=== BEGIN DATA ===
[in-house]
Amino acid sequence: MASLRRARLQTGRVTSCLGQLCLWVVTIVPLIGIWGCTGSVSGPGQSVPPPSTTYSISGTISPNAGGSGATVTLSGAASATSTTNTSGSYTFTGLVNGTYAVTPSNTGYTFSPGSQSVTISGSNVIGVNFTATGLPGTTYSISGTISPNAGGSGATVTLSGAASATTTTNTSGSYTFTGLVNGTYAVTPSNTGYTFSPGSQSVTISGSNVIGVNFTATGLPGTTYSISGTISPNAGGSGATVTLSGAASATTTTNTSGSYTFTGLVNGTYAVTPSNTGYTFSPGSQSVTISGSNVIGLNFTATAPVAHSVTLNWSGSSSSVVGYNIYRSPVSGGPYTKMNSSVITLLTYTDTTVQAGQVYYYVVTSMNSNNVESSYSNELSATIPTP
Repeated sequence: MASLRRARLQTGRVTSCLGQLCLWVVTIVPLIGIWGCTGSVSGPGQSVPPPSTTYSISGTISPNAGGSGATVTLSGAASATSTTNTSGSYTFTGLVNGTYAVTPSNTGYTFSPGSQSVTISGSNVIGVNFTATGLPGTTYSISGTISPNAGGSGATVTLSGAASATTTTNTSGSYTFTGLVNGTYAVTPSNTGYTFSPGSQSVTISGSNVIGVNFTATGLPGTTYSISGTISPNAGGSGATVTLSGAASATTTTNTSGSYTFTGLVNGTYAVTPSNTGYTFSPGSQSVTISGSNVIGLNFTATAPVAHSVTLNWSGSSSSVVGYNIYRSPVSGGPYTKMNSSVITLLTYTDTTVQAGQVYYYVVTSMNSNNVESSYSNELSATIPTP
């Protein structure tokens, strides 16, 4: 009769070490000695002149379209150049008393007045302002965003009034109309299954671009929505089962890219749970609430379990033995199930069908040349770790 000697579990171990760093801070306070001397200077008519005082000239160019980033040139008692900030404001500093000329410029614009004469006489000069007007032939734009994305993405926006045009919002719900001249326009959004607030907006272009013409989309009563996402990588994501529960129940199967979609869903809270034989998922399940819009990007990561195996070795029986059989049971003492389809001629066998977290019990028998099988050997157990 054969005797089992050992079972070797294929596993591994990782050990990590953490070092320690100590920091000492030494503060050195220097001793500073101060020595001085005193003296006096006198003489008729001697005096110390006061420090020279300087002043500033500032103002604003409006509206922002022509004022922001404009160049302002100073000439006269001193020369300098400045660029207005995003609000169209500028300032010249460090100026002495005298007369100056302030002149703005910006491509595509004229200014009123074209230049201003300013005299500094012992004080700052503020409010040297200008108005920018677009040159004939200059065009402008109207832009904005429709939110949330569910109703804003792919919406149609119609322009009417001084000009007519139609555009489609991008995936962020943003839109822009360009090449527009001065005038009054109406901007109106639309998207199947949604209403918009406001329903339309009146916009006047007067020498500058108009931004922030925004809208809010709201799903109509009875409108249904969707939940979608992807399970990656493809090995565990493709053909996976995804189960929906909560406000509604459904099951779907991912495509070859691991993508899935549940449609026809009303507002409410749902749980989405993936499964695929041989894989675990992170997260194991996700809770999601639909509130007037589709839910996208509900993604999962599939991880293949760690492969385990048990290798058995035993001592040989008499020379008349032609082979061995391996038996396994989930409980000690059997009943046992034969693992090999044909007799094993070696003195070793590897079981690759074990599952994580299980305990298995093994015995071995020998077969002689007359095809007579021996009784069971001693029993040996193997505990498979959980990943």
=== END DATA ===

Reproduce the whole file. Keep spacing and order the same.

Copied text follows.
[in-house]
Amino acid sequence: MASLRRARLQTGRVTSCLGQLCLWVVTIVPLIGIWGCTGSVSGPGQSVPPPSTTYSISGTISPNAGGSGATVTLSGAASATSTTNTSGSYTFTGLVNGTYAVTPSNTGYTFSPGSQSVTISGSNVIGVNFTATGLPGTTYSISGTISPNAGGSGATVTLSGAASATTTTNTSGSYTFTGLVNGTYAVTPSNTGYTFSPGSQSVTISGSNVIGVNFTATGLPGTTYSISGTISPNAGGSGATVTLSGAASATTTTNTSGSYTFTGLVNGTYAVTPSNTGYTFSPGSQSVTISGSNVIGLNFTATAPVAHSVTLNWSGSSSSVVGYNIYRSPVSGGPYTKMNSSVITLLTYTDTTVQAGQVYYYVVTSMNSNNVESSYSNELSATIPTP
Repeated sequence: MASLRRARLQTGRVTSCLGQLCLWVVTIVPLIGIWGCTGSVSGPGQSVPPPSTTYSISGTISPNAGGSGATVTLSGAASATSTTNTSGSYTFTGLVNGTYAVTPSNTGYTFSPGSQSVTISGSNVIGVNFTATGLPGTTYSISGTISPNAGGSGATVTLSGAASATTTTNTSGSYTFTGLVNGTYAVTPSNTGYTFSPGSQSVTISGSNVIGVNFTATGLPGTTYSISGTISPNAGGSGATVTLSGAASATTTTNTSGSYTFTGLVNGTYAVTPSNTGYTFSPGSQSVTISGSNVIGLNFTATAPVAHSVTLNWSGSSSSVVGYNIYRSPVSGGPYTKMNSSVITLLTYTDTTVQAGQVYYYVVTSMNSNNVESSYSNELSATIPTP
């Protein structure tokens, strides 16, 4: 009769070490000695002149379209150049008393007045302002965003009034109309299954671009929505089962890219749970609430379990033995199930069908040349770790 000697579990171990760093801070306070001397200077008519005082000239160019980033040139008692900030404001500093000329410029614009004469006489000069007007032939734009994305993405926006045009919002719900001249326009959004607030907006272009013409989309009563996402990588994501529960129940199967979609869903809270034989998922399940819009990007990561195996070795029986059989049971003492389809001629066998977290019990028998099988050997157990 054969005797089992050992079972070797294929596993591994990782050990990590953490070092320690100590920091000492030494503060050195220097001793500073101060020595001085005193003296006096006198003489008729001697005096110390006061420090020279300087002043500033500032103002604003409006509206922002022509004022922001404009160049302002100073000439006269001193020369300098400045660029207005995003609000169209500028300032010249460090100026002495005298007369100056302030002149703005910006491509595509004229200014009123074209230049201003300013005299500094012992004080700052503020409010040297200008108005920018677009040159004939200059065009402008109207832009904005429709939110949330569910109703804003792919919406149609119609322009009417001084000009007519139609555009489609991008995936962020943003839109822009360009090449527009001065005038009054109406901007109106639309998207199947949604209403918009406001329903339309009146916009006047007067020498500058108009931004922030925004809208809010709201799903109509009875409108249904969707939940979608992807399970990656493809090995565990493709053909996976995804189960929906909560406000509604459904099951779907991912495509070859691991993508899935549940449609026809009303507002409410749902749980989405993936499964695929041989894989675990992170997260194991996700809770999601639909509130007037589709839910996208509900993604999962599939991880293949760690492969385990048990290798058995035993001592040989008499020379008349032609082979061995391996038996396994989930409980000690059997009943046992034969693992090999044909007799094993070696003195070793590897079981690759074990599952994580299980305990298995093994015995071995020998077969002689007359095809007579021996009784069971001693029993040996193997505990498979959980990943």